THE BLOG
07/03/2009 04:22 pm ET | Updated Nov 17, 2011

Do we love Michael Jackson even more in death?

Ever since Michael Jackson's funeral at Staples Center was announced about three hours ago, I've been trying to join the list of people who will be allowed to attend. I have dual interests in this: first as a death and dying expert wanting to witness up close, the phenomenon of Public Grief. And partly to honor the man I knew who showed so much kindness to terminally ill children that I brought to his Neverland Ranch. The upshot is that so far, I have not been able to register due to so many people trying to get on the site at the same time.

This begs the question: Why do we love Michael Jackson even more in death than we did in life?

When he died a few short days ago, people came forth to report that Michael was practically a recluse who could never have made it onto a stage for a performance, much less fifty performances. He was presented as drug-addicted, needle-ridden, frail and wasting, a fifty-year old man whose image had so declined, we believed he was illusory about still being able to perform.

But that was a fleeting point of view. On Thursday, we were presented with a new image of Michael two days before his death, in rehearsal for his opening. He now looked strong, charismatic, electric and more in command of the stage than ever. His musical director, the head of AEG, and others connected to his show, appeared on CNN to say that the night before his death, he left the Staples Center happy, eager, and in great anticipation of his comeback. They said he, himself, had agreed to do fifty shows instead of the original ten that had jumped to thirty.

Although I originally viewed this death as a public grief phenomenon, I soon found myself becoming more and more personally attached. I reflected on a kind, magical man who gave his day to a group of very sick children whom I brought to the ranch. He wanted no press at that time and no cameras. I was struck that he made no grand entrance, he looked relatively normal with no makeup, special hair or costuming, he made sure to give personal attention to each child, and he spent the most time with a young girl who clearly had very little time left.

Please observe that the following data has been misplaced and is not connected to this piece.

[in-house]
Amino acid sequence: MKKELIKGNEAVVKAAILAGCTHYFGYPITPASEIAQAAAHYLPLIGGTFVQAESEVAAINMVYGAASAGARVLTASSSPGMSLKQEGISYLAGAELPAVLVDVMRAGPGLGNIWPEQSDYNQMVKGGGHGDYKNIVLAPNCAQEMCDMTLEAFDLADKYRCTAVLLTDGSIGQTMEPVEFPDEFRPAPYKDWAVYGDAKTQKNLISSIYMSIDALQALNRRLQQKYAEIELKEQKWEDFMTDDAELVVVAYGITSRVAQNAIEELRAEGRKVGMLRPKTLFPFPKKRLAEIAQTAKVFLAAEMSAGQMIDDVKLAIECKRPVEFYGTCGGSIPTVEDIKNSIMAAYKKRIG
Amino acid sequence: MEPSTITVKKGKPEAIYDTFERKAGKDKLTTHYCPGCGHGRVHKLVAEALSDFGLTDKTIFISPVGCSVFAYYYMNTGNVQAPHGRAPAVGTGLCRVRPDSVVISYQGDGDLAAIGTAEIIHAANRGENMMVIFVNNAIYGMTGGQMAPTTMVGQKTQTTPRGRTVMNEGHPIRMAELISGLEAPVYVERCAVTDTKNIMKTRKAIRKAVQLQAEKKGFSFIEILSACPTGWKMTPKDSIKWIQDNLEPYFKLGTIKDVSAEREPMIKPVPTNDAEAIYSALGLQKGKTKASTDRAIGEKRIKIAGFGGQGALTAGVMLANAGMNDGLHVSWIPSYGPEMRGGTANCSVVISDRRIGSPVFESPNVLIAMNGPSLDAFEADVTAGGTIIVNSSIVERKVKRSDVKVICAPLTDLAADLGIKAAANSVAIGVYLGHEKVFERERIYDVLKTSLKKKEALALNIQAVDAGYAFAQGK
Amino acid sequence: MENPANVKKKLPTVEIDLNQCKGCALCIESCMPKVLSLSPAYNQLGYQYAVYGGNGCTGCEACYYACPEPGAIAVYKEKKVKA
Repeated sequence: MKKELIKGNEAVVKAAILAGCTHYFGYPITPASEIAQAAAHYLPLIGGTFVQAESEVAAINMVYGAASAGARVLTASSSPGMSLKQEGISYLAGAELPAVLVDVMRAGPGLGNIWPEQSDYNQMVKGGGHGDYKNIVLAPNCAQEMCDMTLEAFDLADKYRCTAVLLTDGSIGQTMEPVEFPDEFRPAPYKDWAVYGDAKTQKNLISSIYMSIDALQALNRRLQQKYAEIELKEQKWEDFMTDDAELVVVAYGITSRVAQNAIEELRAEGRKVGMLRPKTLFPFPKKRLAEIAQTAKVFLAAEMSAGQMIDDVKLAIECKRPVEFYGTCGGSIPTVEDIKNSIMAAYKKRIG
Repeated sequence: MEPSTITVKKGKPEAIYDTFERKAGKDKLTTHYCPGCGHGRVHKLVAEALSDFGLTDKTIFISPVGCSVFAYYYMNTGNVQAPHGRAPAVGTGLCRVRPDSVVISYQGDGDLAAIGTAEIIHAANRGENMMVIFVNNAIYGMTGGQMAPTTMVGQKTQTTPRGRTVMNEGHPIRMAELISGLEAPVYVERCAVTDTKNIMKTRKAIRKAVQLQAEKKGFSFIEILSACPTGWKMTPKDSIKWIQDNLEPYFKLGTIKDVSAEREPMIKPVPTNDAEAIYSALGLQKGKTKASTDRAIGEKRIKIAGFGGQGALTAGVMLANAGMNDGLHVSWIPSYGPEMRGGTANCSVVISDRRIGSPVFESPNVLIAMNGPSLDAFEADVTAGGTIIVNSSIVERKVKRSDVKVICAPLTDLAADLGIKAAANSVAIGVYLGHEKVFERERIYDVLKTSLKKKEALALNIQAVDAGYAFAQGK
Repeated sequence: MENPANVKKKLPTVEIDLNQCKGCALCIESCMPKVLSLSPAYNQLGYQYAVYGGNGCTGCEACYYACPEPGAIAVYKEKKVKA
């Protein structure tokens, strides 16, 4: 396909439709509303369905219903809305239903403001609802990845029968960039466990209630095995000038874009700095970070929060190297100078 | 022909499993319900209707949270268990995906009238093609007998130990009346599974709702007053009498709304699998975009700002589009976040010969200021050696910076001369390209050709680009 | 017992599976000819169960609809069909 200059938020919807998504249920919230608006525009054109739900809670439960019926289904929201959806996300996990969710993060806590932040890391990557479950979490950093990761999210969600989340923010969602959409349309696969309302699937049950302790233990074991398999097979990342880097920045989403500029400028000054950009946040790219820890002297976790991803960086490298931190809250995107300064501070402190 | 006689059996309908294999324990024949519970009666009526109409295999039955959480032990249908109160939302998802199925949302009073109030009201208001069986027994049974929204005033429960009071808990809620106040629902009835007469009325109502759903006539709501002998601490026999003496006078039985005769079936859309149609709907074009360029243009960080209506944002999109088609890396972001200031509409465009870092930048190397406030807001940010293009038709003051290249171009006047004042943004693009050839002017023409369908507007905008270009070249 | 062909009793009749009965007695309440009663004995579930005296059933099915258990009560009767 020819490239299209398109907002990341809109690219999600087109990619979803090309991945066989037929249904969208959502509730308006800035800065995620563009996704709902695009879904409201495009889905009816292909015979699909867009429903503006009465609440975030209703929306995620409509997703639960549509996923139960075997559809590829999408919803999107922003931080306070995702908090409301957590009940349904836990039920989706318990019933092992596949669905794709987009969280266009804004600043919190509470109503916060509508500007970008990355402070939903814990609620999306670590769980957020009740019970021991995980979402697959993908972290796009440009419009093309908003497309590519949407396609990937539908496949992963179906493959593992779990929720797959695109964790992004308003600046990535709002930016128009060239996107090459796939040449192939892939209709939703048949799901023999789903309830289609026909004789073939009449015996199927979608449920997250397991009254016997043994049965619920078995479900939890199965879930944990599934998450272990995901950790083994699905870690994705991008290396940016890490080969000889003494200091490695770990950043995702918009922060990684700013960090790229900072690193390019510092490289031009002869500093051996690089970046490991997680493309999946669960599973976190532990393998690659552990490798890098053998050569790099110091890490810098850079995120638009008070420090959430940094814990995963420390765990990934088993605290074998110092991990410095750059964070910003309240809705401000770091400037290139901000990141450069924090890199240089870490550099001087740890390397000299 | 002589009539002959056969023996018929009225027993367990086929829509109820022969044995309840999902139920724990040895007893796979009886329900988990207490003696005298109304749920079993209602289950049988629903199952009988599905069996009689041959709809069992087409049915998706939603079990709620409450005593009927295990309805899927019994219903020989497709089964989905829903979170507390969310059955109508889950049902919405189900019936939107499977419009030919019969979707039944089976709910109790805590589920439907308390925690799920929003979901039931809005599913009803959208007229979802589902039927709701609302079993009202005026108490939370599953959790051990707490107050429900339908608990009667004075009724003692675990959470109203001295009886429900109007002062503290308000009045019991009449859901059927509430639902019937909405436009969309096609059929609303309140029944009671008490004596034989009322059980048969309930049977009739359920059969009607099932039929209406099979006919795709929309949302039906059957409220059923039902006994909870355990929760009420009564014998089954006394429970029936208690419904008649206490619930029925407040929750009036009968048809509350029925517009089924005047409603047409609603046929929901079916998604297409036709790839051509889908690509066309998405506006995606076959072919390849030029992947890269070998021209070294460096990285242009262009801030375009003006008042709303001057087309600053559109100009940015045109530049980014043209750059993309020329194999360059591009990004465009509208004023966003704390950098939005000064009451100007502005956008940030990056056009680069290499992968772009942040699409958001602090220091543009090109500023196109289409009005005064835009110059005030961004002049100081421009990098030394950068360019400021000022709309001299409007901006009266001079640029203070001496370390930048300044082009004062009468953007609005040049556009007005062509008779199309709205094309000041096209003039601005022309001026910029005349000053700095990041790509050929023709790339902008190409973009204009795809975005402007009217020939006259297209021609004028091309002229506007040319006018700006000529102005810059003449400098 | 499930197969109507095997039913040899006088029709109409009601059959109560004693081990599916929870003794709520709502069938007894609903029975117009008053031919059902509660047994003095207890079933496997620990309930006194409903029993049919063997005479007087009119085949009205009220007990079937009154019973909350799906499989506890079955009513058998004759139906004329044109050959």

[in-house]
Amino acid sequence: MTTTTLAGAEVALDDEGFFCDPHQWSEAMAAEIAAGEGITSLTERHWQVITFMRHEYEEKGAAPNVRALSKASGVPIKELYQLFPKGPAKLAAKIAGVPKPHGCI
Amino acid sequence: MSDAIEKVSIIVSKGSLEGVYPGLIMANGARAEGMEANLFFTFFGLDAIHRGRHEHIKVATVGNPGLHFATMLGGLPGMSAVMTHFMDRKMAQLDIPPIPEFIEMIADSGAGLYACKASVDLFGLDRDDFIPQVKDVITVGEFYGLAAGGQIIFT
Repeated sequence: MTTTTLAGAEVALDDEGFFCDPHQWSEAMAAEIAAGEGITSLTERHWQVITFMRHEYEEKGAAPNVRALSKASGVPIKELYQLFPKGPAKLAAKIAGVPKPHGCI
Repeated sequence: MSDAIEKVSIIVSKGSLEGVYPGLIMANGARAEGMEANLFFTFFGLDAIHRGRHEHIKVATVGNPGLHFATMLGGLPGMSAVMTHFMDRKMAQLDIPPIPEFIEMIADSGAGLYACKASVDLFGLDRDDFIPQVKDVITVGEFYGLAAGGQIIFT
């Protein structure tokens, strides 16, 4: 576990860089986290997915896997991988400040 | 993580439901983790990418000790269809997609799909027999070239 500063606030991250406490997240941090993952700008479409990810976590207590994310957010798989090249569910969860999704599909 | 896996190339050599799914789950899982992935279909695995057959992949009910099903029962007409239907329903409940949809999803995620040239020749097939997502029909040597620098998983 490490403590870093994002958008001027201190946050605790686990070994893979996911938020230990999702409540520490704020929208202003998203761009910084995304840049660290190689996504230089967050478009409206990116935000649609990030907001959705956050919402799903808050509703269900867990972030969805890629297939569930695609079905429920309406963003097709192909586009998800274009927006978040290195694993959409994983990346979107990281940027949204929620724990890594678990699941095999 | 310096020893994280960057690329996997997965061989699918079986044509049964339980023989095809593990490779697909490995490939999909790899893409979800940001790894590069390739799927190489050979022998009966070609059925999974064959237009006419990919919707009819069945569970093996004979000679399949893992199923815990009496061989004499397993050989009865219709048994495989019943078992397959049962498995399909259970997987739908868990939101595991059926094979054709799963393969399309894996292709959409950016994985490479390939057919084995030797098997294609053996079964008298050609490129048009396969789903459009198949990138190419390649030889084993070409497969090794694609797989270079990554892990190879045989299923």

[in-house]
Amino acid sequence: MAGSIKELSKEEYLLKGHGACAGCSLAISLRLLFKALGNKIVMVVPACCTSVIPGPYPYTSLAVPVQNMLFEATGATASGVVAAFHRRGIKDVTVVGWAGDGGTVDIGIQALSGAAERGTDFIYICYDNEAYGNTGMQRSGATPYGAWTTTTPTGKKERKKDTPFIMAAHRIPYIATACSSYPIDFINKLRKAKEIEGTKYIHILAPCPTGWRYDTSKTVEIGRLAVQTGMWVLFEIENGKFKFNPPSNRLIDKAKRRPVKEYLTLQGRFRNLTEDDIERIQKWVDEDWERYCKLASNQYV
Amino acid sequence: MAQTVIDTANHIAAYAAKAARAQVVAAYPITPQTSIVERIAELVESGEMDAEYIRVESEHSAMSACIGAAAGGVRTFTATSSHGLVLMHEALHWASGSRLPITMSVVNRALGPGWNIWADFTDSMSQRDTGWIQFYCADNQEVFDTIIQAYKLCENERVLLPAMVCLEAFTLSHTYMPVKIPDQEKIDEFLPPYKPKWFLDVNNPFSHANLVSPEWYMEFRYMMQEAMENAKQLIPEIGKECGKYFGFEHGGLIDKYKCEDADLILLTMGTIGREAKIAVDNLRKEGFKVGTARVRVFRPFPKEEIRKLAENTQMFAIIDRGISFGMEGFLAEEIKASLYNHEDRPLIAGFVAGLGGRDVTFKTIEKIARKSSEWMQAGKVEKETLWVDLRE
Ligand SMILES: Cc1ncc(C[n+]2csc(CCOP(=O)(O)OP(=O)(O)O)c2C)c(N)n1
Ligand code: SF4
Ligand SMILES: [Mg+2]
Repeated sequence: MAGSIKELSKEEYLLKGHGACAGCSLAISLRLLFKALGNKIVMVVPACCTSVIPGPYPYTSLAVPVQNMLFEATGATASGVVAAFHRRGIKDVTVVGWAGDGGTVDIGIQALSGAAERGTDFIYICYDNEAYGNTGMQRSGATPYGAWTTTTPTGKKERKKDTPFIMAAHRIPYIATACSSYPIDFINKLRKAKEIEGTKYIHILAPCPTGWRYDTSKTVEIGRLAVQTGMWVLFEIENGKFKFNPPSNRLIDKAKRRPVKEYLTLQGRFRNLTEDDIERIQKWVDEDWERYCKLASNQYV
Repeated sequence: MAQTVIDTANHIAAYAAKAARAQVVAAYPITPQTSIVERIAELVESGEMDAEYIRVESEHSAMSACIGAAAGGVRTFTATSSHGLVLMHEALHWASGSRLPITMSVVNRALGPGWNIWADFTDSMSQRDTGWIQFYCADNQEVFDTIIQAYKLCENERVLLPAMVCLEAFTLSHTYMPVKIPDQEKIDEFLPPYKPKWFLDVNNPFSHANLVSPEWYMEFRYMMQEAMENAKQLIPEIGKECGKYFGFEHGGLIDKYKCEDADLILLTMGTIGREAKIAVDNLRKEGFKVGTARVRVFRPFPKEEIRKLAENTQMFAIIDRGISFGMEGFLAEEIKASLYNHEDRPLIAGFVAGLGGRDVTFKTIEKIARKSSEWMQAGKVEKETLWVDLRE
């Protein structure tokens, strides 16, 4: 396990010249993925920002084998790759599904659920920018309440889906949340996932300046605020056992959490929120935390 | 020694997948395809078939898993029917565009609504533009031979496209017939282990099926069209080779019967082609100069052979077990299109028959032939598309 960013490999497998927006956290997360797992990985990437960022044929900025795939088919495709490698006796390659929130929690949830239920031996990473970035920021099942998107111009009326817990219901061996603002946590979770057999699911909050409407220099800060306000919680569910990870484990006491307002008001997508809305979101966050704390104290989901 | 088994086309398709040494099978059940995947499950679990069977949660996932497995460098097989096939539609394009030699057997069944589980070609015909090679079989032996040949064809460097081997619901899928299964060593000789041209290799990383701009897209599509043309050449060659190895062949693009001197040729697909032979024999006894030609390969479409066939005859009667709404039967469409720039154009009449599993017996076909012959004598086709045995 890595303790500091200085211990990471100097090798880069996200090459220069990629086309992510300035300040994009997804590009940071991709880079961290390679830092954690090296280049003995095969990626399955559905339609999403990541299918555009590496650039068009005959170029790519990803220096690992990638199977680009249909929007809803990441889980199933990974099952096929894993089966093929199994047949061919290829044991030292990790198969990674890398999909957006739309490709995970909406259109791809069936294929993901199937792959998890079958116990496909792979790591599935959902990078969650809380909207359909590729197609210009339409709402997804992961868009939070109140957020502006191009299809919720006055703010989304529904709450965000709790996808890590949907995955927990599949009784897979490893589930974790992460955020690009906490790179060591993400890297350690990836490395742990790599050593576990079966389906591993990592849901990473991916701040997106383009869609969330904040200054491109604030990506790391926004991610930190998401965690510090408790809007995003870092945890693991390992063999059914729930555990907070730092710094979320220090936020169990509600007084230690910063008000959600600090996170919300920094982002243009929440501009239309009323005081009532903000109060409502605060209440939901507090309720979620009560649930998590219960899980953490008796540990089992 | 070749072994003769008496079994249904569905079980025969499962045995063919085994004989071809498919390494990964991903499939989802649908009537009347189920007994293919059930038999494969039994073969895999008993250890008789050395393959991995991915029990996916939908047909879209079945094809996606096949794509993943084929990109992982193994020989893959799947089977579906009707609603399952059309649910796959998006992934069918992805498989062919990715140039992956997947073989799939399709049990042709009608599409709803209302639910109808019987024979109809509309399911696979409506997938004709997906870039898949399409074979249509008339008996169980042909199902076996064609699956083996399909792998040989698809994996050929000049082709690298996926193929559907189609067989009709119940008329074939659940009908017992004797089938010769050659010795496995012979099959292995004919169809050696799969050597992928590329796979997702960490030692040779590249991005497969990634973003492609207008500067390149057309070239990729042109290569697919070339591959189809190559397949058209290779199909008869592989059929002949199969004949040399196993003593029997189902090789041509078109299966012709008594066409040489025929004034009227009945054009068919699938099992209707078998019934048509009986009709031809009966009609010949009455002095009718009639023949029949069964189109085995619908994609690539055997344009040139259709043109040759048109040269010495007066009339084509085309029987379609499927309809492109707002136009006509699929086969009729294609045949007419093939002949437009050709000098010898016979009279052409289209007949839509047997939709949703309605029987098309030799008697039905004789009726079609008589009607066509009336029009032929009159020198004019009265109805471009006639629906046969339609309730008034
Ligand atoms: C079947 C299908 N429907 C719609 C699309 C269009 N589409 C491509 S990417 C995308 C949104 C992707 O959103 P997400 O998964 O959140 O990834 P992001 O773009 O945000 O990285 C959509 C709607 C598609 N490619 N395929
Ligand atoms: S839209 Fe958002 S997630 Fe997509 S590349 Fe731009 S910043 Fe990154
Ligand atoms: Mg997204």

In public grief, the media first reports the death, and then explores the "whys" and the "hows." In the initial days, we looked at the tragedy as just one more pop icon in decline. But public grief is fluid and dynamic, which was obvious when we saw the video of Michael rehearsing.

Our Public Grieving Template was transformed from sadness mixed with judgment around a drug addict, unable to get on a stage, practically a skeleton, too fragile to ever perform again, into a strong, excited, hard working man in pain, generally sleep-deprived, possibly a victim of doctors who overstepped their professional ethics and boundaries.

In the end, our Public Grief reflects a man who died too soon. For today, the public loves Michael even more in death than in life. Nothing feeds public grief more than a comeback, even after death.

By the way, the moment I finished this article, my computer screen lit up with,
"Your registration for your chance to attend the Michael Jackson Public Memorial Service has been received." Whether or not I get tickets to this event, I will be observing this rare outpouring of Public Grief.